Womenswear chains’ autumn 11 ranges are impressive, but the major challenge is to deliver on price as well as trends.
Two key factors struck Drapers during the autumn 11’s Women-wear Hit or Miss analysis at Westfield Stratford City.
The first was the absence of many womenswear retailers, including Whistles, Karen Millen and Oasis, which are yet to open. As a result, you don’t get the sense that the centre is a true destination for womenswear, but hopefully this will change once these stores open.
The second was the overriding presence of the almighty Primark. Unscientific as this may be, during the two days Drapers spent at the shopping centre, the majority of shoppers were carrying Primark bags; for (very roughly) every non-Primark shopping bag seen, two Primark bags were spotted. For all the talk of shoppers buying less volume and investing in quality pieces, those at Stratford were voting with their wallets. At every other store Drapers visited, the queues at checkout were relatively small (if non-existent); at Primark, they weaved inside the store.
This also brings up the difficulty of defining the ‘value’ segment in Drapers’ analysis. A product priced at £8, for example, isn’t necessarily ‘good value’ if it falls apart after one wear. And at Primark, plenty of pieces looked like they wouldn’t last beyond a few washes. True value means a fair return for what you’ve paid, but it wasn’t always easy to adopt that definition to this season’s Hit or Miss, when shoppers were clearly backing Primark – the retailer certainly set the pricing benchmark at Stratford.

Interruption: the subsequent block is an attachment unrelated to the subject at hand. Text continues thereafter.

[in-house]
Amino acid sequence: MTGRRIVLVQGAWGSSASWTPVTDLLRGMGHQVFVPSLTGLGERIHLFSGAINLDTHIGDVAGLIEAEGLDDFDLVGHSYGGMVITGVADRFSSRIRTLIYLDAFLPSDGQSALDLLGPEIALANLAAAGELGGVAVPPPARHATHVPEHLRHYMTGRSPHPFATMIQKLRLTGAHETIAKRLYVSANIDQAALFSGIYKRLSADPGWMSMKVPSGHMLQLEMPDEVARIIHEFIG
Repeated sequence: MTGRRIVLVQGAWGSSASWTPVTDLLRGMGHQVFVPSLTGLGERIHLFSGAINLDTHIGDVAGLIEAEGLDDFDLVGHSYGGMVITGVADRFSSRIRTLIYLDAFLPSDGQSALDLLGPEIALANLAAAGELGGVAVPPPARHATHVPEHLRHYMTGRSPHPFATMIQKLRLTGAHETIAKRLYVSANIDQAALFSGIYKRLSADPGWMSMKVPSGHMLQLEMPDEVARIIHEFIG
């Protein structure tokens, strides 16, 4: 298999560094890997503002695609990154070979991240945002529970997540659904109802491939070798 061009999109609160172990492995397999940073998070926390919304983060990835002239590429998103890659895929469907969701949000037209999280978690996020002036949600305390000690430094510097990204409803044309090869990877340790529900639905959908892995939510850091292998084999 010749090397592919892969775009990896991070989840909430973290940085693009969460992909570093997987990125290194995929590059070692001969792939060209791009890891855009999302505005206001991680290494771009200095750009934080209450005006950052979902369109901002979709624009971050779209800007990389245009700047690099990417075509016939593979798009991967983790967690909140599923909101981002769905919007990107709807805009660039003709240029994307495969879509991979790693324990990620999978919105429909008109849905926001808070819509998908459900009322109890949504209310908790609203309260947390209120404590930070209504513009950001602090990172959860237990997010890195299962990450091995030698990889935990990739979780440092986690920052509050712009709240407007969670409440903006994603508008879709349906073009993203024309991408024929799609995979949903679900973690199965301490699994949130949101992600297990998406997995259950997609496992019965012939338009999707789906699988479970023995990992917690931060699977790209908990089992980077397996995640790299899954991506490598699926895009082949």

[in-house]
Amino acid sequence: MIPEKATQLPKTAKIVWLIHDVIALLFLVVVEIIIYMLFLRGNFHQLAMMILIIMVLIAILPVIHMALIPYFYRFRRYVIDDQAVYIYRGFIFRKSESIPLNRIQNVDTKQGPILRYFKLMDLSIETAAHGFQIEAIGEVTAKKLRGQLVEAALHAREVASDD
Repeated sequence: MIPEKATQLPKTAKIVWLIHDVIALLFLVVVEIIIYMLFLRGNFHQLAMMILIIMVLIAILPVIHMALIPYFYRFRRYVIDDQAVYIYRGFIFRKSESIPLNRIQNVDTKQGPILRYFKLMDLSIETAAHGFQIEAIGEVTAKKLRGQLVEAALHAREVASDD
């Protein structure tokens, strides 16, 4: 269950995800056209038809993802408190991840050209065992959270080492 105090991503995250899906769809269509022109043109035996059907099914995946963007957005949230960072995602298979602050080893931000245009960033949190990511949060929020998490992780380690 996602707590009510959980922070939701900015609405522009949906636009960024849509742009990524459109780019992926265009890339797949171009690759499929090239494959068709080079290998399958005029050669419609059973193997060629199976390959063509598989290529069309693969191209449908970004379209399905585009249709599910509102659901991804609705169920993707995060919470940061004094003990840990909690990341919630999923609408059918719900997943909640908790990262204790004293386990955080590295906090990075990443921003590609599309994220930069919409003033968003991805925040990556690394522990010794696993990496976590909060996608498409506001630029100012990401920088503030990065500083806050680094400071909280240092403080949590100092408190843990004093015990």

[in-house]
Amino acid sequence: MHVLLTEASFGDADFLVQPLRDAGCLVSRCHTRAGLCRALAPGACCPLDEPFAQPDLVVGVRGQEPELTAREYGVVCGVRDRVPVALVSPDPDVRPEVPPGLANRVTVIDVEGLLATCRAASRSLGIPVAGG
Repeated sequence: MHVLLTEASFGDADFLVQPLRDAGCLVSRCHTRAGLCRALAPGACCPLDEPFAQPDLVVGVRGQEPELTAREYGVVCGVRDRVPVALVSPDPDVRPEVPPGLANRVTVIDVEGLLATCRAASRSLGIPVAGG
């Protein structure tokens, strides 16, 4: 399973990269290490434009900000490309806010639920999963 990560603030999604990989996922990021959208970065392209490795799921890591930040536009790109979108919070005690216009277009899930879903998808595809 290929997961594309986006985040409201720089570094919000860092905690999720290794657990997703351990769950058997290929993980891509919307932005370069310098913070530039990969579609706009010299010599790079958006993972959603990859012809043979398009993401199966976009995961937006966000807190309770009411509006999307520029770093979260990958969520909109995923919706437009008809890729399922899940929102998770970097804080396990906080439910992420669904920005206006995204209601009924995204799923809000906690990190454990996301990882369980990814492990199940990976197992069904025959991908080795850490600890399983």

This puts further strain on the young fashion sector. Primark’ may be cheap, but the retailer knows how to expertly deliver on trends. Last month, River Island chief executive Ben Lewis warned of a crisis of confidence among young shoppers – the retailer suffered a 16% fall in profits for the year to December 25, 2010. Lewis attributed this decline to the need to maintain price competitiveness in the face of rising input costs.
On a positive note, retailers’ ranges were generally impressive. Autumn 11’s trends have allowed them to dip into those that most suit their customers’ tastes or interpret them accordingly – unlike spring 11, when Drapers felt many stores delivered similar collections due to a lack of strong trends.
Colour was key, with autumnal tones – notably burgundy – and saturated brights, or prints from florals and paisley to geometric and animal-inspired. The 1970s theme continued, but with more authority as retailers backed pleated and midi-length skirts, blouses and high-waisted trousers. The 1960s, too, were important, translated onto pop brights and shift dresses. Texture played a key role, as retailers served up cosy faux-fur coats and gilets, jackets, skirts and trousers in leather, suede shorts, feathers and lace.